I’ve been posting fairly frequently on Jewlicious, a Jewish and Israel issues blog, where the discussions become vast and often heated. One recent post, which started as a report gleaned from the Jerusalem Post about the issue of pre-marital sex in the Orthodox community, has burgeoned into a 460+ comment post about whose Judaism is authentic. The discussion, which is usually pretty respectful even when divisive, has devolved into a shouting match over what true Judaism is, and what Jewish tradition encourages or discourages in terms of thoughts and approaches to modern life.
Because I’m also coming off of a weekend at the Jewlicious @ the Beach conference, a gathering of students from CA Hillels where I was part of a panel on the challenges of being female and Jewish, I found this particular comment resonant (although not in the way the author might have hoped):
It is important for a Jewish woman to light two candles on Friday night. Takes half a minute. This will make the world a better place…You can light candles every Friday even if you are not seeing anybody at all, and if you live alone. ) Even lighting once will make the world better. Lighting every week will REALLY make the world better.
Unless I’m with my family, I myself have pretty much given up lighting candles Friday night. Part of this is a safety issue; if I’m invited out for dinner and go to shul first, I’m out of my house for three hours while a candle burns, and potentially burns my tiny apartment to the ground. I don’t have much, but what I have is in my apartment.
But the major issue is that I don’t find the candles resonant anymore. Because I equate candles with Shabbat, and Shabbat with my parents and brothers(who don’t live in my apartment with me) or the future family (that eludes me because I’m not even close to getting married), the presence of these candles works the opposite effect: they make me lonelier.
The Jewlicious commenter is right, “You can light candles every Friday even if you are not seeing anybody at all, and if you live alone.” But as to whether it will make the world better? I fail to see how—if it doesn’t even make me feel better, how can such a small act improve the world as a whole? You can make the metaphorical case for candles, representing Shabbat, and that if everyone were to observe a Shabbat, the world would be a better place. But if I can observe Shabbat without the candles, and if a candle is lit in a studio apartment and no one is around to see it, is it still the Sabbath?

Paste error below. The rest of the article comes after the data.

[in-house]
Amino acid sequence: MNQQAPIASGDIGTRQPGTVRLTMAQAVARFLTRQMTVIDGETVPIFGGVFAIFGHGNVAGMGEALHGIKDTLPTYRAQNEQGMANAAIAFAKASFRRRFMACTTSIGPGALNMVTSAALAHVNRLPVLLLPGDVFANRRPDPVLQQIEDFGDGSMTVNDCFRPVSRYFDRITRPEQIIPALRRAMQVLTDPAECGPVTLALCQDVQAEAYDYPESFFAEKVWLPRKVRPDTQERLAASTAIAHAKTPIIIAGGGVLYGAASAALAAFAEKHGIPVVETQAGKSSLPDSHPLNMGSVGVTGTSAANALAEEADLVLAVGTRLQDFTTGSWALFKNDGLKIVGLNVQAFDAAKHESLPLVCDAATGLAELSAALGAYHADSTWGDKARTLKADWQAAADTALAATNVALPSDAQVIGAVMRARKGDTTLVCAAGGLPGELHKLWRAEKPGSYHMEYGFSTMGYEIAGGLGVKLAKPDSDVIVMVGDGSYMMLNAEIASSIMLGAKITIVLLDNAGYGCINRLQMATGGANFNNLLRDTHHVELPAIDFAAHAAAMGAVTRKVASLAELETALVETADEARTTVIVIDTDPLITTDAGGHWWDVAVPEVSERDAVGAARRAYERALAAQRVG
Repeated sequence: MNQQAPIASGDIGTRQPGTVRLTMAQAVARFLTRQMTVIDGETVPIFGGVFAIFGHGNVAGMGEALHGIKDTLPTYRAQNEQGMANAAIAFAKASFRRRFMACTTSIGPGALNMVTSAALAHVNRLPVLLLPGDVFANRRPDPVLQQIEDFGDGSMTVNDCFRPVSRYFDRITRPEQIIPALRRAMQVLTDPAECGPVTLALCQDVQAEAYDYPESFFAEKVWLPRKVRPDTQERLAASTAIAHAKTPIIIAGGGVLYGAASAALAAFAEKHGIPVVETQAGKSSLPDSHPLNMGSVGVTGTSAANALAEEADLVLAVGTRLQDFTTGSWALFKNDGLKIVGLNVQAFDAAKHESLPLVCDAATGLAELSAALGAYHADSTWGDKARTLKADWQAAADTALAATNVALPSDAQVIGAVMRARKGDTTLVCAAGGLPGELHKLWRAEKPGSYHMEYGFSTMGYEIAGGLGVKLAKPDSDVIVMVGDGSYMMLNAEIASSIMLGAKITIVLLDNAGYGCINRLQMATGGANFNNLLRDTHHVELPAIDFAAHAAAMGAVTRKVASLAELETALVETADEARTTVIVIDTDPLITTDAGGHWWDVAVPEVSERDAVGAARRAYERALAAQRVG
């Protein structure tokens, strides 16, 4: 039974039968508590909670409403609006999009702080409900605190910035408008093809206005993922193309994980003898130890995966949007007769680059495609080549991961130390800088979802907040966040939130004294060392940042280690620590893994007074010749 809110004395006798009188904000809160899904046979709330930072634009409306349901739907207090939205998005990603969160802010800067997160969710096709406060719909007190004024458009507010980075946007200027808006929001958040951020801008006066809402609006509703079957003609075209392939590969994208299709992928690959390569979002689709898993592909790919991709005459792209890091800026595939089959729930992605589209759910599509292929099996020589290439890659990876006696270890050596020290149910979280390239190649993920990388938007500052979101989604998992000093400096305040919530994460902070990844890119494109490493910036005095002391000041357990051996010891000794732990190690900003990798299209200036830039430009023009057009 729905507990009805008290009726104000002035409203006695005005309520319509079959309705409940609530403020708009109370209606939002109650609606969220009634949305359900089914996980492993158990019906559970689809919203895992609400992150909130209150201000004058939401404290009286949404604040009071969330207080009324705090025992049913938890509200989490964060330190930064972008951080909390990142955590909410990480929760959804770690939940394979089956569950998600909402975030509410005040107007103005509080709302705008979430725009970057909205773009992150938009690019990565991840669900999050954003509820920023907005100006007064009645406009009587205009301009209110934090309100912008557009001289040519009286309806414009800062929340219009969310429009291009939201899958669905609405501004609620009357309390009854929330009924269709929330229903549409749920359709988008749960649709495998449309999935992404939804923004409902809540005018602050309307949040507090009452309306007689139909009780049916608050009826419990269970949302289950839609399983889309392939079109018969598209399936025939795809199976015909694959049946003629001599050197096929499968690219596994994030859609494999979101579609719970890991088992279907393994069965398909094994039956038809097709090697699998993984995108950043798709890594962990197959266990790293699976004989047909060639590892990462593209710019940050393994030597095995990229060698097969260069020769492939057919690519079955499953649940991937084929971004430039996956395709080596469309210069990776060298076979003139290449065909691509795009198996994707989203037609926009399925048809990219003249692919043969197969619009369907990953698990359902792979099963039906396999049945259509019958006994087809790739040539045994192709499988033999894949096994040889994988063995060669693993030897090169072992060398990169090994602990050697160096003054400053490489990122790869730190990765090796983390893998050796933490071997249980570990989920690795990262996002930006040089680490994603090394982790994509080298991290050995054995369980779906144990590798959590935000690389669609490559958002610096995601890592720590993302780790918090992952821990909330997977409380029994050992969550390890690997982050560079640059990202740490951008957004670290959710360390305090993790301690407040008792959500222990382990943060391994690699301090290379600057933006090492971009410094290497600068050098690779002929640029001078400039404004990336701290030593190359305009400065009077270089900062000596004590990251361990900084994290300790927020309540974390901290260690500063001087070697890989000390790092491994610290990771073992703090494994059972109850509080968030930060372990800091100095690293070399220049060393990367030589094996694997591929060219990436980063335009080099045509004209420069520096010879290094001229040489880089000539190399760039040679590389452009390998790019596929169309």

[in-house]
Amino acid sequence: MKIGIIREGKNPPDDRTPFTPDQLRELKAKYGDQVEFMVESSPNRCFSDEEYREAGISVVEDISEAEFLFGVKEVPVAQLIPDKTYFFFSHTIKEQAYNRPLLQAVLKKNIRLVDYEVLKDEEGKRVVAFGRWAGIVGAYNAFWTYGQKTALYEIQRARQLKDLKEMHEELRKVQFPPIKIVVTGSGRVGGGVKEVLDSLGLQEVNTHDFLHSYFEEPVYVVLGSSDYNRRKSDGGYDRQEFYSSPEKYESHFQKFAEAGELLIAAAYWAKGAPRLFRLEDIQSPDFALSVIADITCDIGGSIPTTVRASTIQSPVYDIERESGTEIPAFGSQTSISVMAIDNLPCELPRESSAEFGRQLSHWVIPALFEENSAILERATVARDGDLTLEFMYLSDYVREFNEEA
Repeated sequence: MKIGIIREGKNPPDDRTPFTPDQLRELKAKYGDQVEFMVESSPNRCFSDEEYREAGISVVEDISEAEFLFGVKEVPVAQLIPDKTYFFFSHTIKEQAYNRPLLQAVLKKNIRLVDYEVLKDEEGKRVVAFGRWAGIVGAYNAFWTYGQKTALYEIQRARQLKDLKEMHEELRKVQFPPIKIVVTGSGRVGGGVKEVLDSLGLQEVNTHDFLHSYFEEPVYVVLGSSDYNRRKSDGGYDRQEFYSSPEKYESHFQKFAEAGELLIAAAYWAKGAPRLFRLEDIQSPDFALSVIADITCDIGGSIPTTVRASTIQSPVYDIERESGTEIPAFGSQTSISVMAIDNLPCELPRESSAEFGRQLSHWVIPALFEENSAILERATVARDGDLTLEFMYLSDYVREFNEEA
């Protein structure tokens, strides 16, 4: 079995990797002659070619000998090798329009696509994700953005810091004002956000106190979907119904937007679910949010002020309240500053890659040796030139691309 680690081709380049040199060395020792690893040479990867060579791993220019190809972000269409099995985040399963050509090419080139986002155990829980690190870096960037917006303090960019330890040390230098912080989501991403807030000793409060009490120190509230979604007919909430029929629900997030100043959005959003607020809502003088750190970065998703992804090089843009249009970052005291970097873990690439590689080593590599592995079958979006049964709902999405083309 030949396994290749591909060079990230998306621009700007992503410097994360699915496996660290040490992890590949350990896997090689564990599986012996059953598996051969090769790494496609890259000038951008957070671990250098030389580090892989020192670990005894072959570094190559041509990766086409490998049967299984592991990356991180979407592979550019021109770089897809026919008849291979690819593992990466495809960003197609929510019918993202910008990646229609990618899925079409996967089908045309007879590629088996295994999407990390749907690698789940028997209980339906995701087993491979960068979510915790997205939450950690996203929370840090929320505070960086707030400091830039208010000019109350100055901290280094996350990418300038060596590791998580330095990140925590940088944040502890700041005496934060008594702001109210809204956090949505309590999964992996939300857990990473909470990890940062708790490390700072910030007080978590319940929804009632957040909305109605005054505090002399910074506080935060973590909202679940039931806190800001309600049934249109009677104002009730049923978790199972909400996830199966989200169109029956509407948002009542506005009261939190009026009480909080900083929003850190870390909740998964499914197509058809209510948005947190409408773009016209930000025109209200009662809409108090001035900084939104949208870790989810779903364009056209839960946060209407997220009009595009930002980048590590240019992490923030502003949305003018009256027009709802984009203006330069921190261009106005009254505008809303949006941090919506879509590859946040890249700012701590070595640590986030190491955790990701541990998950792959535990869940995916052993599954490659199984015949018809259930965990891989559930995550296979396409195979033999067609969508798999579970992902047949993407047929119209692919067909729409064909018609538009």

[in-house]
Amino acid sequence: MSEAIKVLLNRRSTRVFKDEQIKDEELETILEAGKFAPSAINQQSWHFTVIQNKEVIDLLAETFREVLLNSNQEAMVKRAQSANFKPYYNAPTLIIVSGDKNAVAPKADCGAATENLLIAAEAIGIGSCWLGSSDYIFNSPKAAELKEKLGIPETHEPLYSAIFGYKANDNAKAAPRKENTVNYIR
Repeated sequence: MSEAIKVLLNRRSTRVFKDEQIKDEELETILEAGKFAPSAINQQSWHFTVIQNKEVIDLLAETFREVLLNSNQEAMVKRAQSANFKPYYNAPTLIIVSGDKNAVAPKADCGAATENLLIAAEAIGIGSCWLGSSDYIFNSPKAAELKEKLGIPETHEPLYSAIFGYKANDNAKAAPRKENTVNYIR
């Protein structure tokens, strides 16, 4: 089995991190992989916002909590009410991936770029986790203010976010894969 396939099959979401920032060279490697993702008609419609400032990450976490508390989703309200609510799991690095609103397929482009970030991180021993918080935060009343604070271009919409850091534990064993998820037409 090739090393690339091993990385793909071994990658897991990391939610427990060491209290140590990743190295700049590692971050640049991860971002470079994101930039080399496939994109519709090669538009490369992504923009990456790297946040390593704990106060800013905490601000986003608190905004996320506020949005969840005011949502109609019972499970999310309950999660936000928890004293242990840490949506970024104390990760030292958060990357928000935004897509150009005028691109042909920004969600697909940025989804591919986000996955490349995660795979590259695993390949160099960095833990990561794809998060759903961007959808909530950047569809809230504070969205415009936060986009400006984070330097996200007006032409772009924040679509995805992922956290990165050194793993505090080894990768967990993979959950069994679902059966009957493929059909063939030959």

Not that my Shabbat observance is what it used to be either. When you’re single, dancing between movements and synagogues, and feeling at home nowhere but your own home, 25 hours without phone, email, internet, television, radio, etc can be a lonely and alienating time. You know logically that Judaism should provide you with a belief structure, a framework for faith. But you end up questioning the humanity of it all, the isolationism that proves once again that Judaism is a framework for family faith and community spirituality, more than it is for the spiritual development of the individual. Take away the family, take away the community/neighborhood/synagogue, and I wonder who really believes, from the core of their being, instead of from a desire to belong to a community that believes. Maybe it doesn’t matter for people. Whatever gets them to faith is okay.
But it bothers me. My faith should be stronger than it is. By most accounts, the luck I’ve had is tantamount to divine providence—I’ve made it back from some precipices, more than intact. Better, even. I’ve made friends across different countries and have havens in many ports, should I choose to avail myself of them. And still, a solid faith eludes me like a soul mate. There are glimpses of it, to be sure—moments wherein hope is stronger than despair, moments when laughter or some other emotion transports me, and I feel warmed by faith or hope or some blend of both, and am convinced that there’s a reason and a purpose and that the ups and downs aren’t just random fluctuations. In those instants, I know there’s a plan, even if no one will share it with me. But they’re just moments of light, amidst a more pervasive spiritual disappointment.
For some, this would be reason enough to start lighting candles again…to bring into my house, my home until I find my home, a physical manifestation of the hope and peace that I want so desperately. Perhaps taking that first step will light the way until the illumination becomes more emotionally tangible, more permanent, more palpable.
But most days, I’m still unconvinced. With all I’ve been through, with all the thoughts that flit through my head, with all my communal discontent and instability, with all the emotions that I run through on an hourly basis, it still seems like a whole lot of maybe.